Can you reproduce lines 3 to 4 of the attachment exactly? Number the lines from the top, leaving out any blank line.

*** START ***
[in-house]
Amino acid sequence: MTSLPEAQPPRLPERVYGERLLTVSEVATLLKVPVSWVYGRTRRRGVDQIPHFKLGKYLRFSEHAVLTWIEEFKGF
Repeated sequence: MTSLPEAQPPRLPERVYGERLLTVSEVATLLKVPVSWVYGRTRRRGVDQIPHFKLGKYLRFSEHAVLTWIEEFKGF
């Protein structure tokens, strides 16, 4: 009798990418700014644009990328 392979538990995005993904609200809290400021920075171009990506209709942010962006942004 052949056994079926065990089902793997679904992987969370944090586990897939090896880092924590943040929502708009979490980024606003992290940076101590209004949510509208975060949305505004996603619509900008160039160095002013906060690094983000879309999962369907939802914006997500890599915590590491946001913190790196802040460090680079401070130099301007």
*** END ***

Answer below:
Repeated sequence: MTSLPEAQPPRLPERVYGERLLTVSEVATLLKVPVSWVYGRTRRRGVDQIPHFKLGKYLRFSEHAVLTWIEEFKGF
């Protein structure tokens, strides 16, 4: 009798990418700014644009990328 392979538990995005993904609200809290400021920075171009990506209709942010962006942004 052949056994079926065990089902793997679904992987969370944090586990897939090896880092924590943040929502708009979490980024606003992290940076101590209004949510509208975060949305505004996603619509900008160039160095002013906060690094983000879309999962369907939802914006997500890599915590590491946001913190790196802040460090680079401070130099301007």